Author Topic: Biblical contradictions.  (Read 3319 times)

Re: Biblical contradictions.
« Reply #180 on: August 09, 2018, 12:38:35 PM »
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And I thought Tarzan could swing from branch to branch with ease.
How the heck can a mousetrap get to you?

Closer observation, and a better bait.


What is this?   A non-sequitur?
 
Winner of WitchSabrinas Best Advice Award 2012


We can easily forgive a child who is afraid of the dark; the real
tragedy of life is when men are afraid of the light. -Plato

Offline Cavebear

Re: Biblical contradictions.
« Reply #181 on: August 12, 2018, 05:51:41 AM »
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What is this?   A non-sequitur?

Of course.  That what he and Buruch and others like him do.  Confuse, separate, and dissemble...
Atheist born, atheist bred.  And when I die, atheist dead!

Offline Baruch

Re: Biblical contradictions.
« Reply #182 on: August 12, 2018, 06:02:47 AM »
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Of course.  That what he and Buruch and others like him do.  Confuse, separate, and dissemble...

Are you saying that Mousetrap is a sock puppet for me?  Really?  I think you got your paw stuck in the honey jar again, Poo.
שלום

Offline trdsf

Re: Biblical contradictions.
« Reply #183 on: August 13, 2018, 01:37:05 PM »
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I think I have a couple of them.
You are not allowed to view links. Register or Login; Asimov has been my favorite author since I was twelve or so, and there's still a lot more of his books to obtain and read.

(fellow bibliophiles - I highly recommend LibraryThing for tracking your personal library; I have a lifetime account)
Sir Terry Pratchett, on being told about the theory that the universe is a computer simulation: "If we all get out and in again, would it start to work properly this time?"

Re: Biblical contradictions.
« Reply #184 on: August 17, 2018, 11:12:54 PM »
The only way to know if I read all of Asimov's books is to buy them all at once and start reading. Its either going to be "I read this one before", or "this is one that I missed".

I think most of us have a Bible laying around somewhere. MouseTrap do you mind sharing what science you got and where you found it in the Bible; just so we are all on the same page? ;-)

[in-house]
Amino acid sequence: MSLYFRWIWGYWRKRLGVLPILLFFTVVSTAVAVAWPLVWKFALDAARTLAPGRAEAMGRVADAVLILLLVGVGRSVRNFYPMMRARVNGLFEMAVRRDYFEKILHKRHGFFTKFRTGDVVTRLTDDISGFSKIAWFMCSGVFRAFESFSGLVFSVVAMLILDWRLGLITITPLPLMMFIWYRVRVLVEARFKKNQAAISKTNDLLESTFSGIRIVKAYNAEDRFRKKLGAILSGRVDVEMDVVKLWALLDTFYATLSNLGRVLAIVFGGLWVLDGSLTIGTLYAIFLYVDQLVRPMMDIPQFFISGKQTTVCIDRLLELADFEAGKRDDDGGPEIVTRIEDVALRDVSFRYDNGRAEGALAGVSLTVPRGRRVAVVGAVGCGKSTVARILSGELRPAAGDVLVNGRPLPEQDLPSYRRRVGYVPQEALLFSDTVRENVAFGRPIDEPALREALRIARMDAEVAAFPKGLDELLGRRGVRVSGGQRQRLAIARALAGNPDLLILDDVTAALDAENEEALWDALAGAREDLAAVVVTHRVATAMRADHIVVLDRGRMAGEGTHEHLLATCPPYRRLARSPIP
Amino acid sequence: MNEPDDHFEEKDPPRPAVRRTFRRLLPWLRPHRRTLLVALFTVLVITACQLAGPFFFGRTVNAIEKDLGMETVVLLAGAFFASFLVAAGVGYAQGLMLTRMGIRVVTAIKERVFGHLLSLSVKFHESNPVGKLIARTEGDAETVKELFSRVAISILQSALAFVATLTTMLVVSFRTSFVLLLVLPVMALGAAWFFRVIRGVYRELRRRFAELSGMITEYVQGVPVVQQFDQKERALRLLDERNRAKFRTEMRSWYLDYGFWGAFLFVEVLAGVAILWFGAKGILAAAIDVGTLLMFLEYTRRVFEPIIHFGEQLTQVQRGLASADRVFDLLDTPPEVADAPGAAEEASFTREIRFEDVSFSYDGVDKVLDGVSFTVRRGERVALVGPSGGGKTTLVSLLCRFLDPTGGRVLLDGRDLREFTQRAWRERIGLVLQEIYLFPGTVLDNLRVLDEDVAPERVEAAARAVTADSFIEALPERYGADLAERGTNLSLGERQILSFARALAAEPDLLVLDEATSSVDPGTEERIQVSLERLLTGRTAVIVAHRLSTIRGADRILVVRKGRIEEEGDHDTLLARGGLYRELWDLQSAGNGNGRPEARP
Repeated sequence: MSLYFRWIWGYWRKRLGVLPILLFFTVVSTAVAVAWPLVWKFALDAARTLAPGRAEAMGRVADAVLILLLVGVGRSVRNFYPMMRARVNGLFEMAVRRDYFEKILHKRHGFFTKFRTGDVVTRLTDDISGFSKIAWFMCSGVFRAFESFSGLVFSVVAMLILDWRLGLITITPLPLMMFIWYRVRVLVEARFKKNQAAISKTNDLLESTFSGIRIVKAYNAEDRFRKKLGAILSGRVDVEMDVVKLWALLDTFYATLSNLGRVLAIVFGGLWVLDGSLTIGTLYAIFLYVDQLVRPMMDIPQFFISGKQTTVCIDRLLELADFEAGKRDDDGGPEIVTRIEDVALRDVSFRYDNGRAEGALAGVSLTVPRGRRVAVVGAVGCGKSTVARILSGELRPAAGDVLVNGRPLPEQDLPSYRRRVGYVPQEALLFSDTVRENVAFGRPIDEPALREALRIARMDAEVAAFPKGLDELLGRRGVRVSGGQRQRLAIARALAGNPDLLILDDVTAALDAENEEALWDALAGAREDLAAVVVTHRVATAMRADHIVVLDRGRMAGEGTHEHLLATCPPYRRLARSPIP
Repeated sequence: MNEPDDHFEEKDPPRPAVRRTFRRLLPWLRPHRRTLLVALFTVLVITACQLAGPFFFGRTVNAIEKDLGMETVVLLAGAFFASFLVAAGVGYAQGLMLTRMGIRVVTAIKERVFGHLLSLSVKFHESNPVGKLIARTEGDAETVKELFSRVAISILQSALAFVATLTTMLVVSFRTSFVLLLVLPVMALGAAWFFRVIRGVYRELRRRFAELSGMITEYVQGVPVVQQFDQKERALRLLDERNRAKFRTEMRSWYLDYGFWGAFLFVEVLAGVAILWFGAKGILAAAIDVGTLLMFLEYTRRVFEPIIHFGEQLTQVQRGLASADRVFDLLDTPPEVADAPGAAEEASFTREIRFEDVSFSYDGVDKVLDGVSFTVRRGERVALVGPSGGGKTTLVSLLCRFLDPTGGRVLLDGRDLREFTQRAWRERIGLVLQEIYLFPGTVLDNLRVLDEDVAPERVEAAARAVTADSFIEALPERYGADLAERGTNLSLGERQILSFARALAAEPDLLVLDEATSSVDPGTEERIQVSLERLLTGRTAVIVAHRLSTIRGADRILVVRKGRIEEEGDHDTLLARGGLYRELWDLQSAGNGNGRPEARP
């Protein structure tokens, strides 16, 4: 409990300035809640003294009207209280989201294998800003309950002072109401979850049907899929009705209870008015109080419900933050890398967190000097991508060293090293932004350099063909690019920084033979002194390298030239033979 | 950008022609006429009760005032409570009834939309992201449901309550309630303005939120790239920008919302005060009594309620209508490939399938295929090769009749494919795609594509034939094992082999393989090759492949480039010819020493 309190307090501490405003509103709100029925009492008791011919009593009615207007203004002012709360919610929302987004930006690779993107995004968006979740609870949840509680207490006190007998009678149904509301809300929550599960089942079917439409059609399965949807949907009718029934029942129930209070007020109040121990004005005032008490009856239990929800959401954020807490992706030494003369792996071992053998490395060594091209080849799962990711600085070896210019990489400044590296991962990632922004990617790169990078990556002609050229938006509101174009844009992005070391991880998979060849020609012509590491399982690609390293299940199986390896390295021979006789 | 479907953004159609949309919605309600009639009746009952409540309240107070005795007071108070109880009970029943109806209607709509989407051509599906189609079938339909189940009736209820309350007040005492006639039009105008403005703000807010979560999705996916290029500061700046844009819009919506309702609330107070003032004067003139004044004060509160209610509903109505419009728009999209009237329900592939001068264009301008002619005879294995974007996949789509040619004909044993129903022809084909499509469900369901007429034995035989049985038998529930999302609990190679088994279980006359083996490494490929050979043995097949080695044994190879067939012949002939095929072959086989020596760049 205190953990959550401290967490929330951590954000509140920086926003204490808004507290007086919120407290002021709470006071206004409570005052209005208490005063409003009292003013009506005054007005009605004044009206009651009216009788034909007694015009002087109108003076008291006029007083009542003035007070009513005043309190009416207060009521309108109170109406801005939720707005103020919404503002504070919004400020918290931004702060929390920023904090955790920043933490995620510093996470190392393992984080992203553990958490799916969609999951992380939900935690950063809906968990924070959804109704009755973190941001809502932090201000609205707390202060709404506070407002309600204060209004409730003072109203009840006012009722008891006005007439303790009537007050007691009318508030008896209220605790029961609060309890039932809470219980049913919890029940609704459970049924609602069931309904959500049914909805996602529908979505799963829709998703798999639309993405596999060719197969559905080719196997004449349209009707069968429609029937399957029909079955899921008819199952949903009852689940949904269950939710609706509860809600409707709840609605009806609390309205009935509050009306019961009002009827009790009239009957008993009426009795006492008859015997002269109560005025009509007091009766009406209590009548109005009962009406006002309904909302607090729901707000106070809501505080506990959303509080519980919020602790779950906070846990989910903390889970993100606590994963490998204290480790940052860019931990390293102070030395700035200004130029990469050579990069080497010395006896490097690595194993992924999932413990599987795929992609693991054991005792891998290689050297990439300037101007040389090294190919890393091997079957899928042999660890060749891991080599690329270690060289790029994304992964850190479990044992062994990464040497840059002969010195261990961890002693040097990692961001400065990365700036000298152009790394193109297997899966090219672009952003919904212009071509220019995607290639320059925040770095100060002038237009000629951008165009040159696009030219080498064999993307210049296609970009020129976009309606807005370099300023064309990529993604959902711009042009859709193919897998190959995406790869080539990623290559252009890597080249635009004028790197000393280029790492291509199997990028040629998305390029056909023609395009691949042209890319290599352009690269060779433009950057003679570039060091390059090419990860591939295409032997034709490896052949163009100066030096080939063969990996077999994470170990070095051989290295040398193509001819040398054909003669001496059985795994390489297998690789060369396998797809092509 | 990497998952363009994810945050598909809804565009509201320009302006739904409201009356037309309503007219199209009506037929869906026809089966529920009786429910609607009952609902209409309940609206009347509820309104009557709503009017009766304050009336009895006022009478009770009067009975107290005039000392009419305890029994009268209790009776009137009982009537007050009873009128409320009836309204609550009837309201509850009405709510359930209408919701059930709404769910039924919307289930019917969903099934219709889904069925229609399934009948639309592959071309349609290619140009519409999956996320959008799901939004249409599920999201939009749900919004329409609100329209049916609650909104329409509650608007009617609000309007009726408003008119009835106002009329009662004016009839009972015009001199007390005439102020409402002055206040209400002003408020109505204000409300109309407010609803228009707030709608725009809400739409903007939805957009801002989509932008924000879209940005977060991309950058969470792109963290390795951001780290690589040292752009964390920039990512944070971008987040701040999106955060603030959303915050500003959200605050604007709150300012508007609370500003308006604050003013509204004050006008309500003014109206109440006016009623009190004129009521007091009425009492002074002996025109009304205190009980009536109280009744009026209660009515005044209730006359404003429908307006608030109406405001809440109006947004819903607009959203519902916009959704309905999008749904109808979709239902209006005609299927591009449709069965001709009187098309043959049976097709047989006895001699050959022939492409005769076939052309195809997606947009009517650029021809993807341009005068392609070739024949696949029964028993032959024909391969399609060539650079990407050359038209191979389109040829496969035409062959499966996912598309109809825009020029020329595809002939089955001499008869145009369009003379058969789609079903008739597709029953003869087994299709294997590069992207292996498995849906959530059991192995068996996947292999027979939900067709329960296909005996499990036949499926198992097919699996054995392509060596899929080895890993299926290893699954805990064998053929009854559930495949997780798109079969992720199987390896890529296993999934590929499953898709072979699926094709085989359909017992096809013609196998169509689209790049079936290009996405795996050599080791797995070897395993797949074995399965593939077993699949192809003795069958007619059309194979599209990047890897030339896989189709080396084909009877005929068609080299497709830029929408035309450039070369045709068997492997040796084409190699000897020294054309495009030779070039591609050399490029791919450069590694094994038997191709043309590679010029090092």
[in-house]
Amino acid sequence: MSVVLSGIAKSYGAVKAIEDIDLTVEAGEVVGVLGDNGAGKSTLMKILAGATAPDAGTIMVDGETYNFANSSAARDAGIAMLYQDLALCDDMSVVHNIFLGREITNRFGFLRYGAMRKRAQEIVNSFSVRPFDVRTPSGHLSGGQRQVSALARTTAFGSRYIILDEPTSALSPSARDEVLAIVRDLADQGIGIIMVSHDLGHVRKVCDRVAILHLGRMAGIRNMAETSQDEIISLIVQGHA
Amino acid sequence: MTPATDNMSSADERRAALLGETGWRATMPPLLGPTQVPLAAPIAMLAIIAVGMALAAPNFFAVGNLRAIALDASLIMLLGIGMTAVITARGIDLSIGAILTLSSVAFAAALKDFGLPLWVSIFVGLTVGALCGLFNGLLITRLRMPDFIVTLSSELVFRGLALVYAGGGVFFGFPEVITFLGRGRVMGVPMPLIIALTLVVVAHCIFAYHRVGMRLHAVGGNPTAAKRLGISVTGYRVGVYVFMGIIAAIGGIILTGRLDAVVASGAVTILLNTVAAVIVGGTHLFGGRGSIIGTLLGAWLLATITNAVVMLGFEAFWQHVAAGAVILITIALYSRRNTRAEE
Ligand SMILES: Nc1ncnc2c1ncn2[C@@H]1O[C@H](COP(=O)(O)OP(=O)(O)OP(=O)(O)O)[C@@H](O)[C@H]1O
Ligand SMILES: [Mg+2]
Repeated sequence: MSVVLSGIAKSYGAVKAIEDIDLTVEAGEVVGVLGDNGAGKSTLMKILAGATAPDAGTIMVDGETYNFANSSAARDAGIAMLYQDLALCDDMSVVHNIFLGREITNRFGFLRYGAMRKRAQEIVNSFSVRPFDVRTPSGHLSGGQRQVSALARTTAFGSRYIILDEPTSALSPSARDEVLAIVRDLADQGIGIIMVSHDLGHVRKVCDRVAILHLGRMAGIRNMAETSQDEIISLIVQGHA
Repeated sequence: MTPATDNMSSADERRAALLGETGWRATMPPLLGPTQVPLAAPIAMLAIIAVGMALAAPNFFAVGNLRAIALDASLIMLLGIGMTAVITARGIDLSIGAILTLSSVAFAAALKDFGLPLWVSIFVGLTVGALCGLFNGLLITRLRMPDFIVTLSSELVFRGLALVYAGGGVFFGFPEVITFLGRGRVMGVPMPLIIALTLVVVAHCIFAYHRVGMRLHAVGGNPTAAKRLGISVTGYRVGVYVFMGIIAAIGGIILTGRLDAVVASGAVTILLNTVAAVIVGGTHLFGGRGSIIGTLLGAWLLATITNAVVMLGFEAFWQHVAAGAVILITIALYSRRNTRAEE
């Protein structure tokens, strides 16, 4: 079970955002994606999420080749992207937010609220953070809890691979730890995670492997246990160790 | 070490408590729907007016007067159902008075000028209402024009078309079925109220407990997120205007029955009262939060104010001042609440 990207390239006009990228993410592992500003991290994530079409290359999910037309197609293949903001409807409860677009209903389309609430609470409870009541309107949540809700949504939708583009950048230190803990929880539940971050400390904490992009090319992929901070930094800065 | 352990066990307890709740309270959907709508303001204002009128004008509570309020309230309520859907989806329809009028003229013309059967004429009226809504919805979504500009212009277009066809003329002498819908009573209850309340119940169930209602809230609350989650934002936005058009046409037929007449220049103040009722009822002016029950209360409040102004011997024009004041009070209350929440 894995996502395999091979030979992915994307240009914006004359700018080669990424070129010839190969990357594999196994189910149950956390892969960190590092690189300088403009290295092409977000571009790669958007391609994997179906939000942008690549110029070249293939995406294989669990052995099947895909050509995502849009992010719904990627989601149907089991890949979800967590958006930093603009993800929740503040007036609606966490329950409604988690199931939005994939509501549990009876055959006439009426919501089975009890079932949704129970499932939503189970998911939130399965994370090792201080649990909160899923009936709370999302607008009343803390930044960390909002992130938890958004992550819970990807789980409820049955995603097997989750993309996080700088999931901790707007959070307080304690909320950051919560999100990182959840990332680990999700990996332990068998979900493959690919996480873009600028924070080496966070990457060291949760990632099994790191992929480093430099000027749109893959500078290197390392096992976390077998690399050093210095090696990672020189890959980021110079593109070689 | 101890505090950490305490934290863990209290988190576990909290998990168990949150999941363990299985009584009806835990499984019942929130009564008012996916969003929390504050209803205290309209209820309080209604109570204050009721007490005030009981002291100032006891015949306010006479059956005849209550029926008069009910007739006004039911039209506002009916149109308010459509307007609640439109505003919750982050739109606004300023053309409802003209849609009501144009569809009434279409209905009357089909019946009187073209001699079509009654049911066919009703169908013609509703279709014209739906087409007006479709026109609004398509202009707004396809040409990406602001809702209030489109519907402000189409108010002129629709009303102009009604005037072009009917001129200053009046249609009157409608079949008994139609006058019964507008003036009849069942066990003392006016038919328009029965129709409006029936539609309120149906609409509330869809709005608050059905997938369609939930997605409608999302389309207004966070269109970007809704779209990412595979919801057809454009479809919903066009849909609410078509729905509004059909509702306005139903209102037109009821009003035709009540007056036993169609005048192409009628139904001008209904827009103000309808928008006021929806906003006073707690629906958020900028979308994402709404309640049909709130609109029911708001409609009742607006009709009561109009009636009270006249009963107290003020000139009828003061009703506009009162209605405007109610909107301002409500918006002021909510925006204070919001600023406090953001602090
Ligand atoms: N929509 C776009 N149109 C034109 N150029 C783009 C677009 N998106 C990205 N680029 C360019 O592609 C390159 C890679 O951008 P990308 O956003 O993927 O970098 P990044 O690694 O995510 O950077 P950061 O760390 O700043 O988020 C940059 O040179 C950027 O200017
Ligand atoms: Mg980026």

I'm not as much into science as Hakurei Reimu, but even I know Kant's science was outdated a long time ago. Kant you adjust?

BTW we wouldn't want you to run out of material, so here are a couple of places that are somewhere in the many topics on the forum: ( I don't know if anybody has compiled a list of all of them. obviously a few were discussed before I was around)

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not expecting god to show up, but if he does we’re going to have to beat the prick up.

Offline Baruch

Re: Biblical contradictions.
« Reply #185 on: August 18, 2018, 02:05:26 AM »
This ...

"Belief in the resurrection is based on the visionary experiences of Paul, Peter and Mary Magdalene." from above link to Jesus Seminar etc.

Now I don't know if those people existed, or if they had visionary experiences.  We do know that people have visionary experiences today, but we usually call them mental illness.  I have had minor paranormal experiences, but I don't rely on them for detailed information about "another world".  More commonly I have eidetic dreams.  They are suggestive to me that "things aren't as they seem to the secular eye".
שלום

Offline trdsf

Re: Biblical contradictions.
« Reply #186 on: August 18, 2018, 02:22:12 AM »
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The only way to know if I read all of Asimov's books is to buy them all at once and start reading. Its either going to be "I read this one before", or "this is one that I missed".
I re-read 'I, Robot' and the core Foundation trilogy once a year.  I always manage to find some idea I missed before.

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I think most of us have a Bible laying around somewhere. MouseTrap do you mind sharing what science you got and where you found it in the Bible; just so we are all on the same page? ;-)
I know I still have my New American edition from (Catholic) high school floating around somewhere.  I have never actually read the King James, but that's a Protestant version and having been raised Catholic, it was heretical.  :)

Of course, even at my most practicing, believing Catholic (I considered seminary for a while in my teens and was an altar boy and a lector in my parish), I understood the bible could only be taken metaphorically, simply because taking it literally means denying the evidence of your own eyes and the implications of logic and reason, and I was convinced we were given senses and reasoning facility for... well, a reason.  They weren't to be ignored, anyway.
Sir Terry Pratchett, on being told about the theory that the universe is a computer simulation: "If we all get out and in again, would it start to work properly this time?"

Re: Biblical contradictions.
« Reply #187 on: August 18, 2018, 01:37:18 PM »
I think one of my favorite Asimov stories was You are not allowed to view links. Register or Login

I think his metaphorical tongue was firmly ensconced in his metaphorical cheek on that one!
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"The Republicans went from Abraham Lincoln to Sarah Palin to Donald Trump. No wonder they don't believe in evolution."
Any Borowitz

Re: Biblical contradictions.
« Reply #188 on: August 18, 2018, 04:00:41 PM »